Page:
Freeze Up Report Showing Various Moisture Conditions Across Saskatchewan
The Water Security Agency (WSA) released its 2020 Conditions at Freeze-Up report, showing a mixed picture for moisture conditions across the province entering winter. In combination with the winter snowpack, this forecast becomes the initial conditions for the spring snowmelt runoff.
Most agricultural areas of the province entered the winter drier than normal, particularly the area east of Gravelbourg and south of Yorkton where severe dry conditions exist. Exceptions are areas in the extreme southwest and northern portions of the grain belt where conditions at freeze-up were near normal.
While most larger water supply reservoirs in the south have adequate supplies, surface water users who rely on smaller reservoirs or dugouts have been impacted by the dry conditions. This includes both diminished supplies and quality.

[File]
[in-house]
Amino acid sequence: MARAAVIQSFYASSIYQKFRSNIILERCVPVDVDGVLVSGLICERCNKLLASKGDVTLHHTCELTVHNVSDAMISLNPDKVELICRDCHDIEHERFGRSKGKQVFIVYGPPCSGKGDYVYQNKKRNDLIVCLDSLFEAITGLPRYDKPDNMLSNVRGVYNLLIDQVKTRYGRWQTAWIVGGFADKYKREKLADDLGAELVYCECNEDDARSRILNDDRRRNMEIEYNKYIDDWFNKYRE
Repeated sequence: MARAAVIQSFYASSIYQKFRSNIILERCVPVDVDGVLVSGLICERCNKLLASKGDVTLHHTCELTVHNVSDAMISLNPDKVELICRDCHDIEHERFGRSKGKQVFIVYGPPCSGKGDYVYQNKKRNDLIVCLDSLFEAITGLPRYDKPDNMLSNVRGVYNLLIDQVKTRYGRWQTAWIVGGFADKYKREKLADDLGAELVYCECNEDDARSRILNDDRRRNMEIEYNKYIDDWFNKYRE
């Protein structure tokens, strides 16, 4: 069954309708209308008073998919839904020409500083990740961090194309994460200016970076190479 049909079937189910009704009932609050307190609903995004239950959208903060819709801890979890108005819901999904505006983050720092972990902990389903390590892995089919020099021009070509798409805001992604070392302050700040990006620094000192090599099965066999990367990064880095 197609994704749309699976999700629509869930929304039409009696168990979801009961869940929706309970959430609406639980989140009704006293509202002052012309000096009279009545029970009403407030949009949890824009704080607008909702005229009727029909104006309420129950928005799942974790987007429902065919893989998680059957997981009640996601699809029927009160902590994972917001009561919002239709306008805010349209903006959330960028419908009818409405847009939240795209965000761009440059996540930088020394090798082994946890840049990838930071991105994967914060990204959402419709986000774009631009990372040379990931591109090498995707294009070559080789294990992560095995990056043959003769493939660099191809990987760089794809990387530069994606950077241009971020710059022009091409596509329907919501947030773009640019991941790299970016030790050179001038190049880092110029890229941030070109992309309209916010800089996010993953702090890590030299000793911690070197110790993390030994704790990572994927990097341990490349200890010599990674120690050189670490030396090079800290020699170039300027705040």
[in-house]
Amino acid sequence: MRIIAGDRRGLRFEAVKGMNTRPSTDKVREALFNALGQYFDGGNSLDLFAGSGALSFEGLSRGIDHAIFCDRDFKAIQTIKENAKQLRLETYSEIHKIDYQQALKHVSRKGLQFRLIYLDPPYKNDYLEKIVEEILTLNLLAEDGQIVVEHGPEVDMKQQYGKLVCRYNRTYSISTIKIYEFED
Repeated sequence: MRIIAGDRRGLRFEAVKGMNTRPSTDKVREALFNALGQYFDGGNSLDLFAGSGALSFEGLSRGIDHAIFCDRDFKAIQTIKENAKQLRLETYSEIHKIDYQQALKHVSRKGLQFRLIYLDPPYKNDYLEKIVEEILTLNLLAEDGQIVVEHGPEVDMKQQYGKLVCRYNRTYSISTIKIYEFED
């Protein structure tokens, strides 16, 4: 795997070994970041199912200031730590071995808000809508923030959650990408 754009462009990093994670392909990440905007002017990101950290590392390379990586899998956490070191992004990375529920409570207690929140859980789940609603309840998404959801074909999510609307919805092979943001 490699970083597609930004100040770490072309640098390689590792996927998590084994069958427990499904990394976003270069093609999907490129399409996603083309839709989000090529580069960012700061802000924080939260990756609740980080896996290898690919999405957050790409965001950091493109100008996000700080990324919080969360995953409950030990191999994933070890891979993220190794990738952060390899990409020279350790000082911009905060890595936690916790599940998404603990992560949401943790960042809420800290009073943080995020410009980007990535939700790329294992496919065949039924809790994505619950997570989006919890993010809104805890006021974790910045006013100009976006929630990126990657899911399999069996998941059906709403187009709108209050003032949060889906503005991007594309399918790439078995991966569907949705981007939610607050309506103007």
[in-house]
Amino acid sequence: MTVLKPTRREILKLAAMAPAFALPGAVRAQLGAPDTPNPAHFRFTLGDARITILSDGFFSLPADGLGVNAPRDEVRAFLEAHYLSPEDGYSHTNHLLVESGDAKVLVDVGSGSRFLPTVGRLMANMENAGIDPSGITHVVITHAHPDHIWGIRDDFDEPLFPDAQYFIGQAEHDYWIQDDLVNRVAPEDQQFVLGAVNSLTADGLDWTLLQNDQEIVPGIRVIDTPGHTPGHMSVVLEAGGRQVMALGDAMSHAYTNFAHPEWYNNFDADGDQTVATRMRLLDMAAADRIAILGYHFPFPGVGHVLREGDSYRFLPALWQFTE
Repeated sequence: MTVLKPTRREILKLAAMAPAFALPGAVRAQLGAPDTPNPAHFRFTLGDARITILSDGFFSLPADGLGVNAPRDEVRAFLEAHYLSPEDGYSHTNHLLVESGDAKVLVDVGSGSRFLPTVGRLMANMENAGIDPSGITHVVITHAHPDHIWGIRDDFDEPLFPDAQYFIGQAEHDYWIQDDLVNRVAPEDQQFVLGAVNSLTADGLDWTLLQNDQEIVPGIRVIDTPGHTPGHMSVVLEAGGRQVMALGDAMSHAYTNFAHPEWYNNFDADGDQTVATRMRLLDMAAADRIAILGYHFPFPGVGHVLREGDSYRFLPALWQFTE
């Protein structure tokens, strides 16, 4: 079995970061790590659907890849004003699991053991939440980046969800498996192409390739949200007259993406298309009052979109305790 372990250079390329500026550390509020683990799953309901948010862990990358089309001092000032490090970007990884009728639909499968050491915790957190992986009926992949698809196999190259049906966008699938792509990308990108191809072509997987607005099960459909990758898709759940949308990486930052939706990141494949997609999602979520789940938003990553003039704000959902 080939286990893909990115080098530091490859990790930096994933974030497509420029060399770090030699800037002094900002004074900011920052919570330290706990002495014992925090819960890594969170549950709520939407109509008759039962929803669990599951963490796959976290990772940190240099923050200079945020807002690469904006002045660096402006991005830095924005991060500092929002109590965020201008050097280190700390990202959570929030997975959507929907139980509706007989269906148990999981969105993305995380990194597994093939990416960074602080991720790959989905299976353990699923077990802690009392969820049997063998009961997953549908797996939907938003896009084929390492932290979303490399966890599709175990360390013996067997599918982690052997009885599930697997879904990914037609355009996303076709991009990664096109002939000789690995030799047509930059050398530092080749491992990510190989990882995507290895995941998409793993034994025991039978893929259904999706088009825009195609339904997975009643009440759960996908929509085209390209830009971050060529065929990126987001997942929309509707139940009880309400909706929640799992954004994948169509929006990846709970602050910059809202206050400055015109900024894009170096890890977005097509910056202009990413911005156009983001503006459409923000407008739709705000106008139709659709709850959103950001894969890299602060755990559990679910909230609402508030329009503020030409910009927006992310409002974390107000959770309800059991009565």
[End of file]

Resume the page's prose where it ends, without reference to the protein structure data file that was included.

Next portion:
Over northern areas of the province, well above normal rainfall in late spring and throughout the summer has resulted in conditions at freeze-up that are wetter than normal. This is particularly true for the Churchill River Basin where flows at the end of October were at or near record levels for this time of year. Winter flows within northern areas are expected to remain above normal throughout the winter. Wet conditions in the north will increase the risk of above normal runoff in spring 2021.
Compared to the south where conditions at freeze-up were much drier, the infiltration capacity of the soils and storage capacity within wetland areas will be higher, reducing the risk of above normal runoff come spring. Over these southern areas, above normal snowfall would likely be needed to result in sufficient runoff to replenish surface water supplies in spring 2021.
Current long-range forecasts and climate indices suggest above normal precipitation and below normal temperature over the winter months.
The full report can be found at www.wsask.ca/PageFiles/250/2020%20Conditions%20at%20Freeze-up%20Report.pdf.
WSA will release their initial Spring Runoff Outlook in early February.